THE downfall of two of Australia’s biggest managed investment scheme (MIS) companies has left a heavy question mark hanging over thousands of hectares of valuable agricultural land.
Great Southern manages about 240,000 hectares of forestry land on behalf of 43,000 investors, along with more than 150,000 head of cattle. The group is now in the hands of administrators with debts of over $700 million.
It follows the demise of Timbercorp last month, which manages over 100,000ha of large-scale horticultural and forestry assets on behalf of about 18,500 investors.
Great Southern has already put three cattle stations in northern Australia on the market and last week was believed to be about to offload 44 tree farms in NSW and Queensland.
It’s expected more land will follow, raising fears this MIS land could swamp the property market and drag down values in areas like south west Victoria.
However Victorian agribusiness analyst Sam Paton says it will not have an effect on farmer-to-farmer transactions.
“If a paddock of trees is worth $4000/ha and the trees are then harvested, the administrators are faced with the reality of clearing, burning, fertilising and sowing the land back to pasture - which could mean the net value is brought back to $1000/ha,” Mr Paton said.
He estimated the cost of converting forestry land back to grazing or cropping land to be around $3000/ha.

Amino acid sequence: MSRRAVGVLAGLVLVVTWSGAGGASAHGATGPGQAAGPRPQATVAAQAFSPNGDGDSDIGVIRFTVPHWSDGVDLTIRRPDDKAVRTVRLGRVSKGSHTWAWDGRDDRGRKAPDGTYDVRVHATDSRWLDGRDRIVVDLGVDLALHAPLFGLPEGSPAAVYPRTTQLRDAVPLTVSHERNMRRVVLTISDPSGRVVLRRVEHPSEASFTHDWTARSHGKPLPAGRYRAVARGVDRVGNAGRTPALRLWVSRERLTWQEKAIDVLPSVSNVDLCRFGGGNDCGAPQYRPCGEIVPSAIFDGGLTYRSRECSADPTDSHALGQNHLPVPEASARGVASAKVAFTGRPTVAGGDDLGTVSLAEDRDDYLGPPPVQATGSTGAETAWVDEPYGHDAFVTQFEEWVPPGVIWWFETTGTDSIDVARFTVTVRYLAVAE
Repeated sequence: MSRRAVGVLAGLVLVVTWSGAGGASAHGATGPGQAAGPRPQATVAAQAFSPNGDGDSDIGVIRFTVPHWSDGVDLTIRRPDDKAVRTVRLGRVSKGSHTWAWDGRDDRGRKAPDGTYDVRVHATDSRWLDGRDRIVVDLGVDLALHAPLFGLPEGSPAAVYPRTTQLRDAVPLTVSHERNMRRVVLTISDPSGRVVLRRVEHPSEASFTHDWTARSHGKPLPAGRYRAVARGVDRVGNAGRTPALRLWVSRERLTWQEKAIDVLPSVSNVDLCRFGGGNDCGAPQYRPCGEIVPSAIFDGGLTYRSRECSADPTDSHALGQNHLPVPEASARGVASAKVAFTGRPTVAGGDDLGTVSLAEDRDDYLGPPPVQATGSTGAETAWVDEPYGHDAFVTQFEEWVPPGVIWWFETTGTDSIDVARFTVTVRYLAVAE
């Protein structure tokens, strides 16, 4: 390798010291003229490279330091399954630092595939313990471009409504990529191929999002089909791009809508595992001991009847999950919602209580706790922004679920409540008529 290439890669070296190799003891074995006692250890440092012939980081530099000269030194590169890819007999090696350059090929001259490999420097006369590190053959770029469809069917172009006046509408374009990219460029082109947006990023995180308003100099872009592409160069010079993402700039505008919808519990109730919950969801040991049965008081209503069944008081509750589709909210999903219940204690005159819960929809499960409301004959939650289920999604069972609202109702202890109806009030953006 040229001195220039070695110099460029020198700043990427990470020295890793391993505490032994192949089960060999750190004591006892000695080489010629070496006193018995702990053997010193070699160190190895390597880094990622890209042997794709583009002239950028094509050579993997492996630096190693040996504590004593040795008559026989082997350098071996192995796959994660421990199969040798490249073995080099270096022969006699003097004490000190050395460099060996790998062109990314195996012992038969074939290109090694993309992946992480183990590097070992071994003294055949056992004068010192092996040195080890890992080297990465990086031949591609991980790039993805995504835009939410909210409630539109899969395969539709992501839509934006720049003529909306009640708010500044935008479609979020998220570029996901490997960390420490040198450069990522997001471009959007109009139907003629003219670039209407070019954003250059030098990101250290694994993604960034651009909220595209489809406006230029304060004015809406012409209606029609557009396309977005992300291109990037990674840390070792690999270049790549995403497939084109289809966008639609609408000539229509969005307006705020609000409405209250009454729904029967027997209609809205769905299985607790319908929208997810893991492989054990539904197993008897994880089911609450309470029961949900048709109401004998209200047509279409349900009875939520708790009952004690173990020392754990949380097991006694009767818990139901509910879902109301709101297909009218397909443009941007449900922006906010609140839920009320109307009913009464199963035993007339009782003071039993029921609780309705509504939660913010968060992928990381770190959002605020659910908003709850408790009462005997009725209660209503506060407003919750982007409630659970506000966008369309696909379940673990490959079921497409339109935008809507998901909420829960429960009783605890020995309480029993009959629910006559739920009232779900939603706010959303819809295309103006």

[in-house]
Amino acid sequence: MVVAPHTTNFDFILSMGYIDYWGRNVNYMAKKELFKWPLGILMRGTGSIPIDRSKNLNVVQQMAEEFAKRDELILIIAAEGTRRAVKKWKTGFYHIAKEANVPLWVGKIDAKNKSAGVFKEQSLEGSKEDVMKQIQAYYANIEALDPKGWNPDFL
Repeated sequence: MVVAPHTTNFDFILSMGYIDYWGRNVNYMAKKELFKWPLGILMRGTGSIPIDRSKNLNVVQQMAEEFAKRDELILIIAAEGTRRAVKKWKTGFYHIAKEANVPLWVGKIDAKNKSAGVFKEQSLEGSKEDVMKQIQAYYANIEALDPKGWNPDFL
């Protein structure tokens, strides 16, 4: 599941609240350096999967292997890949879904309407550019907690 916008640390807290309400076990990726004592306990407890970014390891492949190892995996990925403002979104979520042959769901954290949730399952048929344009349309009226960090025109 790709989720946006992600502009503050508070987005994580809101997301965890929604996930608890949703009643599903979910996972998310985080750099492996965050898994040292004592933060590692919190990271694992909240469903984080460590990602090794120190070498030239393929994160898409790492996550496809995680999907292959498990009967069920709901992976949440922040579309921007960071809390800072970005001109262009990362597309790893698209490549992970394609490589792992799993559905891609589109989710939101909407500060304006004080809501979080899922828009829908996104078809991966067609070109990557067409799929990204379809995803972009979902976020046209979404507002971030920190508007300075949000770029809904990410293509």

“It is a big cost to remove the stumps and I would suspect these companies would try and sell the properties as they are, so I don’t think it will have an impact on the wider property market,” he said.
Daniel Aarons, Ray White Rural director, says it would be unlikely that the land from the collapsed companies would flood the market and impact negatively on land values.
“Considering the size and scale of these operations, the likelihood that all of it would go onto the public market at once would be very slim,” Mr Aarons said.
“We really have to slow down and realise the value of this land and the necessity of timber and pulp to sustain our lifestyles.”
Mr Aarons said whoever takes over the management of these properties would most likely continue to use them for timber production.
“The costs associated with turning the land back into cropping are enormous and I think that as long as we need timber that land will remain valuable,” he said.
Sign up for our newsletter to stay up to date.